It can be said that the five-year, Turtle Creek Olives & Vines challenges starting in 2015 are now reaching the plateau. “Grit” is defined by positive and negative experiences, leading to learning and growth. In the case of the Schulse family, true Texas “grit” has prevailed with a special blessing of family values. In my mind, it is a lovely story now unfolding the future in Kerrville.


Two Steppin’ within Hill Country’s Newest Wineries

Two Steppin’ within Hill Country’s Newest Wineries

Quick, quick, slow, slow – the methodical process associated with the celebrated Texas two-step. But why not apply this to the new wine arena afoot in Texas?

During 2020, the Texas Hill Country found home to many new upstarts on the winery front, each with unique personalities, adding more dimensions to the landscape. Some may ponder how many more wineries can the Fredericksburg area absorb or will this enhance the quality being produced by current producers and grape growers? I say, we still have room to grow. And more importantly, the competition will produce finer expressions of quality as we expand. That coupled with Texas pride creates parity for a bright future.

Coming from a Napa/Sonoma winery history dating back to the 1970s, I’m now seeing Texas Hill Country growth similar to that era. Back in the ’70s, Sonoma had 60-70 wineries (much like the current base in Hill Country) and now Sonoma unleashes over 400 in a 30-by-30-mile radius. In contrast, Texas showcases 500 wineries statewide. For many producers, it’s just a matter of having vineyards to support growth, along with consumer quality satisfaction in the equation.

This time, I’m focusing on family values mixed with Texas pride, exhibited by two wineries both devoted to 100% Texas wines, a philosophy that exhibits Texas purity.

Kalasi proprietors, Greg and Nikhila Narra Davis host you personally during visits to the tasting room.

Kalasi Cellars, Fredericksburg

The name Kalasi is a vision of co-founders, husband and wife Greg and Nikhila Narra Davis. It reflects a cultural twist with roots to Nakhila’s Indian family Heritage. The Indian name Kalasi translates as “together,” reinforced by a strong elephant design element on the label, a symbol that breaks down barriers. Nakhila is a first-generation American and her parents come from generations of growing Indian-inspired food ingredients and spices. With Nakhila’s passion for wine, the parents decided to plant vines in the Brownfield area, managed by their daughter.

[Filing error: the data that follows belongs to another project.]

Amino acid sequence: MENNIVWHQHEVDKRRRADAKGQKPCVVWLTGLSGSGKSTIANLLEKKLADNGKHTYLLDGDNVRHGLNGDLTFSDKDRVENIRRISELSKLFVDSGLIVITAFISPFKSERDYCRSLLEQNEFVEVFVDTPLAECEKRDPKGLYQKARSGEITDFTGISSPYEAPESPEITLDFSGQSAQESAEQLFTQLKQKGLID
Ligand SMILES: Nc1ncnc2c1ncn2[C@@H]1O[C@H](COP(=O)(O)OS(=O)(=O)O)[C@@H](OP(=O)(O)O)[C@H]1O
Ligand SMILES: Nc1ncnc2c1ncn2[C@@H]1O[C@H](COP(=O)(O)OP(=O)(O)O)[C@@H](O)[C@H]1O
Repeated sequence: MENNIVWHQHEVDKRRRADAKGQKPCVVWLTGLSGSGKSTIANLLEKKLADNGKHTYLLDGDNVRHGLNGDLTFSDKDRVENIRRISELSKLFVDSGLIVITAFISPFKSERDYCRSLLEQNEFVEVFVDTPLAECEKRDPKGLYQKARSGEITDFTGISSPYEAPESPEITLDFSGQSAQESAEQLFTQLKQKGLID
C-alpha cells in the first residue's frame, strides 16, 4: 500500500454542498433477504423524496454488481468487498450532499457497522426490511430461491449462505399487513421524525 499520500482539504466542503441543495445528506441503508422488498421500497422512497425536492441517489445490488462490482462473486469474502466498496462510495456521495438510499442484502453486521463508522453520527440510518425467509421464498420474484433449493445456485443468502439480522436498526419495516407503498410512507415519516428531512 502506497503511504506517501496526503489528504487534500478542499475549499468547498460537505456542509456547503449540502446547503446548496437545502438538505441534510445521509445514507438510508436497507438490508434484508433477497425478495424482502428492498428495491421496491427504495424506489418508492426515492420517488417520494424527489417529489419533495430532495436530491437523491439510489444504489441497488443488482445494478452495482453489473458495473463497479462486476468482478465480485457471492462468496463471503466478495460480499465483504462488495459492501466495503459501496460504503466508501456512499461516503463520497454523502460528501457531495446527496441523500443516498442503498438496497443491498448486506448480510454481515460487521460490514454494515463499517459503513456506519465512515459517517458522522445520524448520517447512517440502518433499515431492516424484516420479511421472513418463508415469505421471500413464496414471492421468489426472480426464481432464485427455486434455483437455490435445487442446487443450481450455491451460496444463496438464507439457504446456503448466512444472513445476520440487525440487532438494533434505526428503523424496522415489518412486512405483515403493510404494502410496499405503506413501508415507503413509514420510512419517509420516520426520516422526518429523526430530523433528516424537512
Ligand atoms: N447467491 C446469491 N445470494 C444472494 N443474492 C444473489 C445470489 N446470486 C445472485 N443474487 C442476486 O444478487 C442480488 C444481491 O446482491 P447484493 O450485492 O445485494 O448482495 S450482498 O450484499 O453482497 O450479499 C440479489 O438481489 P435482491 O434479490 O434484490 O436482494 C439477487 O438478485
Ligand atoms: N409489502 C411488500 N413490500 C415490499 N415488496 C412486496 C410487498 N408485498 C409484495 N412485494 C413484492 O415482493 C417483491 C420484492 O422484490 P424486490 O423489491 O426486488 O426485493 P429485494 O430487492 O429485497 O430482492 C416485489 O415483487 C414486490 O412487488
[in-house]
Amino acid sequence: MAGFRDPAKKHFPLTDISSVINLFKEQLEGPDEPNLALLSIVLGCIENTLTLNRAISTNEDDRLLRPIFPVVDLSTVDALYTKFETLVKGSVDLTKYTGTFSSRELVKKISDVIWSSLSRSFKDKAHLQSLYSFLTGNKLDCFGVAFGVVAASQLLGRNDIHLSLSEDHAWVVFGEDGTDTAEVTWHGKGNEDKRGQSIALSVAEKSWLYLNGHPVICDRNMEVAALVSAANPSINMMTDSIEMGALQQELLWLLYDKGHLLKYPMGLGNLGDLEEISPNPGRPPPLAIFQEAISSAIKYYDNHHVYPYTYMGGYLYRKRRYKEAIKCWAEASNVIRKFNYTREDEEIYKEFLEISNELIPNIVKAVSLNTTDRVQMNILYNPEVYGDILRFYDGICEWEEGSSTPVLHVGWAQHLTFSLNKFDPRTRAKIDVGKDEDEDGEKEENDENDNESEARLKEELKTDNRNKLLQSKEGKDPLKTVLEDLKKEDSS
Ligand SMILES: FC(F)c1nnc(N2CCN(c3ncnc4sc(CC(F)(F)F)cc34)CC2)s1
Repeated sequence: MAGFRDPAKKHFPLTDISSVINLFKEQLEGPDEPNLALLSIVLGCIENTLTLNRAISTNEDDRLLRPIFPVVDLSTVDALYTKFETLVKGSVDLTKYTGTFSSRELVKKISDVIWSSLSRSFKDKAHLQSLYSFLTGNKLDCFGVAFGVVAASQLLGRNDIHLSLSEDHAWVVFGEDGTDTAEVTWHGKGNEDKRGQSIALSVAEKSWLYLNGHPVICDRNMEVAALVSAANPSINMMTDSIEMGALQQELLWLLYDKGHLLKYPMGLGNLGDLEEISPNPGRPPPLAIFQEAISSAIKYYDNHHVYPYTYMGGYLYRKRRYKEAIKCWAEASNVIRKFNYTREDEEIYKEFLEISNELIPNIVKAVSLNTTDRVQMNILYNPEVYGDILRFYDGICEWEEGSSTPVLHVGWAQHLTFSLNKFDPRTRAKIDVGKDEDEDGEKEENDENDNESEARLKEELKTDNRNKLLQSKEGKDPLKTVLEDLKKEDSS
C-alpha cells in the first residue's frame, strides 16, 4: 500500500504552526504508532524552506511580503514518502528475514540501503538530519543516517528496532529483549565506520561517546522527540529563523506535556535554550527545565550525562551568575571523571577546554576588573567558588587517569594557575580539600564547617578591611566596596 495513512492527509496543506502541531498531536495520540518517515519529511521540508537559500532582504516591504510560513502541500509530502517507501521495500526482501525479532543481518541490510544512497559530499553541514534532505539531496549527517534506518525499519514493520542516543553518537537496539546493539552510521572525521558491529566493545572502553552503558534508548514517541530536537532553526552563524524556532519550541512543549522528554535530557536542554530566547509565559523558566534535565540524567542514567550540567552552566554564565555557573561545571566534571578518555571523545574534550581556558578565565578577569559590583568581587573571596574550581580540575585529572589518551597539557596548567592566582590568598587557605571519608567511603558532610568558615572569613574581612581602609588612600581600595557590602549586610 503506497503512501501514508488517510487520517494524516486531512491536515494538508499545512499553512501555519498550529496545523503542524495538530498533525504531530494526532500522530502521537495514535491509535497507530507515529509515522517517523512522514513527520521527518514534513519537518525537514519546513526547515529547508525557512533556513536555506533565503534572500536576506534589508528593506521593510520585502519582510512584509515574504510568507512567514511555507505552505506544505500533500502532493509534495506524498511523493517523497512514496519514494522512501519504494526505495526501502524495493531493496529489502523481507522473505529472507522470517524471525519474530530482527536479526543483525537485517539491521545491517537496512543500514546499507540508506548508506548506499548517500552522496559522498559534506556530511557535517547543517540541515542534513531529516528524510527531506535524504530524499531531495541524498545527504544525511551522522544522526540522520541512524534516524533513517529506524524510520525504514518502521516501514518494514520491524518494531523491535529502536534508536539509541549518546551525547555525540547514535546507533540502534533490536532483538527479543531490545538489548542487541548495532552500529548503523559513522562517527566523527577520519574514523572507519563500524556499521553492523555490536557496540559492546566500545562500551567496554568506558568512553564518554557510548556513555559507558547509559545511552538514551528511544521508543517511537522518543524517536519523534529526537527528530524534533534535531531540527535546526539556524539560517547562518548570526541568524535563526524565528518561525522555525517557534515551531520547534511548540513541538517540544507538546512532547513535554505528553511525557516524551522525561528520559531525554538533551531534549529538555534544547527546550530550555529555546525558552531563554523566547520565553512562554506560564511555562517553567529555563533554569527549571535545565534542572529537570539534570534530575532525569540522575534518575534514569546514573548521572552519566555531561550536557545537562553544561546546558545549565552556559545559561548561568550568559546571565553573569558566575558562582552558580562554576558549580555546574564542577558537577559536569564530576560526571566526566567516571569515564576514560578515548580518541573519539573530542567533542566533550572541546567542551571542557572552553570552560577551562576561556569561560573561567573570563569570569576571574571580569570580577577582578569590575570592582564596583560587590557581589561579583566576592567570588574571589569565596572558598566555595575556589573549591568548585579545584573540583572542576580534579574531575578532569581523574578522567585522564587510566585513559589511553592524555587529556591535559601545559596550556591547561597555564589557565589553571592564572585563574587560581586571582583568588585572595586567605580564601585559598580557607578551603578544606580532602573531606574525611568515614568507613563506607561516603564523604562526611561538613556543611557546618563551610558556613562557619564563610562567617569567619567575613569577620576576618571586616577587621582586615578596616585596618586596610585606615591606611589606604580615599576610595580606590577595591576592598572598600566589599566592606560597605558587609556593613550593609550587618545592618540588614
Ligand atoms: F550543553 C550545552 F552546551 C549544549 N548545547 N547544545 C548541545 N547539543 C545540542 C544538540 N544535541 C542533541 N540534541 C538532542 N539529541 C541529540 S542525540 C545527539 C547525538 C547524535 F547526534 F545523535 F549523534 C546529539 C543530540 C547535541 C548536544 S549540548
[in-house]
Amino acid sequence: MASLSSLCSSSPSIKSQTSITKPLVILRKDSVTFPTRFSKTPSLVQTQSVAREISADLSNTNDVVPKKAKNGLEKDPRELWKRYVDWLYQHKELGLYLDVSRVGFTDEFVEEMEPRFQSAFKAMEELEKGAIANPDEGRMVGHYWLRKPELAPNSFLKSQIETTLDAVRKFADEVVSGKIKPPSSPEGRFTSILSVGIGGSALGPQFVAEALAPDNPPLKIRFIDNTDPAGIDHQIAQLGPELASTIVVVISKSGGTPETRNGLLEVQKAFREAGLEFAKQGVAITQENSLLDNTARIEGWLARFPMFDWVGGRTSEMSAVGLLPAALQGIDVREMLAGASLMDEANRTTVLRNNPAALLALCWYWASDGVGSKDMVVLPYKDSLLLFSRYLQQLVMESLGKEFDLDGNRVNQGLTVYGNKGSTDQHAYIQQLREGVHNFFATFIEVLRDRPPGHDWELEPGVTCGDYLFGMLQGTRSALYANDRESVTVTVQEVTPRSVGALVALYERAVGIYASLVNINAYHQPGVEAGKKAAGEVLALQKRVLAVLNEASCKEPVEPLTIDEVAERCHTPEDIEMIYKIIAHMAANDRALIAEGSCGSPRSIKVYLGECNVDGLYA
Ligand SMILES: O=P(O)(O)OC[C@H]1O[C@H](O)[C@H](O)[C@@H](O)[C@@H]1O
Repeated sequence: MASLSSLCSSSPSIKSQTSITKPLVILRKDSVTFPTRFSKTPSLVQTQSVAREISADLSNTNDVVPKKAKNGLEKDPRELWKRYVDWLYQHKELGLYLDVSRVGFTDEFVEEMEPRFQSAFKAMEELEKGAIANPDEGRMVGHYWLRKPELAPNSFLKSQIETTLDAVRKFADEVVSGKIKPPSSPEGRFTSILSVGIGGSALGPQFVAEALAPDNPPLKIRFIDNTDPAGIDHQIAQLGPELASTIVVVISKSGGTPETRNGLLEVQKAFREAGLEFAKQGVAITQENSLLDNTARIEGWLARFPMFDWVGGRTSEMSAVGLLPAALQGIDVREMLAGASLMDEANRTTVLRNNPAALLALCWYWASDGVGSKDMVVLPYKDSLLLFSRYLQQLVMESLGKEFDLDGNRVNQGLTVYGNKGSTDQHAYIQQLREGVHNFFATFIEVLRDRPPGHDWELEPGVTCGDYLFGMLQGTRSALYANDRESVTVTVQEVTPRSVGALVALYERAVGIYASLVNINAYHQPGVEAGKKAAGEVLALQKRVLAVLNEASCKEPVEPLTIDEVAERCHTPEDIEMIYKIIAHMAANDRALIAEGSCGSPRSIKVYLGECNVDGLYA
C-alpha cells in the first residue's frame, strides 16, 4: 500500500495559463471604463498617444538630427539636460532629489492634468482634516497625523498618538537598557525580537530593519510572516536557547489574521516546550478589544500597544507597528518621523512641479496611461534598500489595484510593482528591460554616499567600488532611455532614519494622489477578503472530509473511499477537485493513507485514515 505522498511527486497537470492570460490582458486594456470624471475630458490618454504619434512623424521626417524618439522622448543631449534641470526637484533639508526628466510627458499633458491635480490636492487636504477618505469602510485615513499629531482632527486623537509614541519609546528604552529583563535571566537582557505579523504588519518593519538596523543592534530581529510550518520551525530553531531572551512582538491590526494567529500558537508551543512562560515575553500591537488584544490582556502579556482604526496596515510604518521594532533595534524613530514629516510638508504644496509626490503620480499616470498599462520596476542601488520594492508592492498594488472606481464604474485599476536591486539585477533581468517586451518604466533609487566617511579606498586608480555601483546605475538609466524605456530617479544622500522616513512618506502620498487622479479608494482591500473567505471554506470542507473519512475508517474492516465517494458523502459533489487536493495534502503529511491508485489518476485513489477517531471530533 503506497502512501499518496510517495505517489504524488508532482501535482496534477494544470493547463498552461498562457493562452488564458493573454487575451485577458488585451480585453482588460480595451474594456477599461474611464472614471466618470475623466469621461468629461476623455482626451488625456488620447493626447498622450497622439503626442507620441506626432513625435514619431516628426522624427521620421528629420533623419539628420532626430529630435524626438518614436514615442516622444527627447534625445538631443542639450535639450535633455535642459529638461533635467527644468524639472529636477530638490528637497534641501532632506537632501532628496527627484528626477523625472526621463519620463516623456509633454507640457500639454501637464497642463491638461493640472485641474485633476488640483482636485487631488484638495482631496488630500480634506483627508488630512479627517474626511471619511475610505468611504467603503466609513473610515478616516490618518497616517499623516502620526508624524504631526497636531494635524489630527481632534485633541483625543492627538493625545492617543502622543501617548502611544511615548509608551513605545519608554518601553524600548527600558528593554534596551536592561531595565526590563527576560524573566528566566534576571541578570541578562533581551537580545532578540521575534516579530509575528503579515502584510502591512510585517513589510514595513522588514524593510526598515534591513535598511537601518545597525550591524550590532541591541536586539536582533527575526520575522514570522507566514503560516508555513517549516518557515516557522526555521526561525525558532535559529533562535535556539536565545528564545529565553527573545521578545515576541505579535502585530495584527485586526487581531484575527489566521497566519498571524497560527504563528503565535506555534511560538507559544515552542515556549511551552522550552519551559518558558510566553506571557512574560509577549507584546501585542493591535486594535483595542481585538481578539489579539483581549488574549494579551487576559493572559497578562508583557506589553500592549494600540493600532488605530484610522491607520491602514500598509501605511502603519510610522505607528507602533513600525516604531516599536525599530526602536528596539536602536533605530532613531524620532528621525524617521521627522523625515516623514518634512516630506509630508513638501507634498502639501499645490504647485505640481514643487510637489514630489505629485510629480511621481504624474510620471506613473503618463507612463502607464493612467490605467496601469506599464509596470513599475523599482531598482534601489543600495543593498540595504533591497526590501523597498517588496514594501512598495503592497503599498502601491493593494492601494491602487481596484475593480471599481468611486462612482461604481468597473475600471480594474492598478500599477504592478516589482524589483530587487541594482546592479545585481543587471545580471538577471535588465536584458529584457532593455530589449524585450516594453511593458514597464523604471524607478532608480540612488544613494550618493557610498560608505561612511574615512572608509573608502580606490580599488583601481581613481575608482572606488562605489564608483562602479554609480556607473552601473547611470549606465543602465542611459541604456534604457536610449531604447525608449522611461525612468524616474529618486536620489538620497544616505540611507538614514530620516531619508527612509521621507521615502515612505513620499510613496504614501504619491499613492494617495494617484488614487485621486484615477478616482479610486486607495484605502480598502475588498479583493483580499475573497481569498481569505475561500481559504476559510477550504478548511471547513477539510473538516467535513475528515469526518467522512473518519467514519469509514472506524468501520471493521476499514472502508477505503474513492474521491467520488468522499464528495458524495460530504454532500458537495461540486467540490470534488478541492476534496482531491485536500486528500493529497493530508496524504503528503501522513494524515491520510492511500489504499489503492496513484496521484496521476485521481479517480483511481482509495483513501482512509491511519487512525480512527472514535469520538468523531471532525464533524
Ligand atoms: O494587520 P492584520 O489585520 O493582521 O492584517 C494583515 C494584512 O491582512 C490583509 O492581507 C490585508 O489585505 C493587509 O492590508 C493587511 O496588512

The wines of Kalasi are 100% estate-driven, all coming from her family’s High Plains AVA site, a pristine, 140 acres of Narra Vineyard. This high-pedigree vineyard site is farmed without pesticides and often used by leaders within Texas winemaker circles.

Winemaker Benjamin Calais of Calais Cellars and The French Connection sources from the Narra Vineyard and offers these insights: “This vineyard is naturally gifted with low-yielding vines, which produce intensity in flavor. Usually, two tons per acre is the threshold. In my mind, it is perfection for my winemaking style and creates an underlying ingredient to my success. I also admire how the vineyard was designed in clonal selection, which is often overlooked by grape growers.”

When visiting the new tasting room, one is emersed in a sleek building design that resembles a barn with a modern flair. The 17-acre estate and outside garden area are laced with Adirondack chairs nestled under old pecan trees. Opened August 15, 2020, founders Greg and Nikhila serve as the greeters. Their personal passion flows deep through presentations with two wine levels or collections offered. The Heritage Collection using common varietals or blends and the premium tier, Reincarnated Collection, a rare, more unique definition of high standards and wine making. Both are small batch, presenting sense of place and terrior. My personal favorite, the 2017 Teroldego, is an inky, full-throttle red wine, yet balanced with silky tannins. Note: overall winery production is limited, 1,000-1,500 cases per year and only sold at the winery or online.

Not to be overlooked is the authentic Indian heritage food offered at Kalasi. They even offer soda drinks imported from India that process flavors of ginger, lime, and fresh clove, a clever alternative for the designated driver or a refreshing take-away after your tasting.

Adega Vinho, Stonewall

The second leg of my two-step involves a family driven Adega Vinho cadre working in harmony to produce 100% Texas wines. The Bilger family, proprietors represented by Andrew, Michael and Elena, create a multilevel kaleidoscope of passion wrapped around award-winning wines. Each family member processes a powerful winery business angle, yet as a team they create Adega Vinho magic.

Winemaker, Michael Bigler kicking some Estate Vineyard dirt with Adega Vinho guests.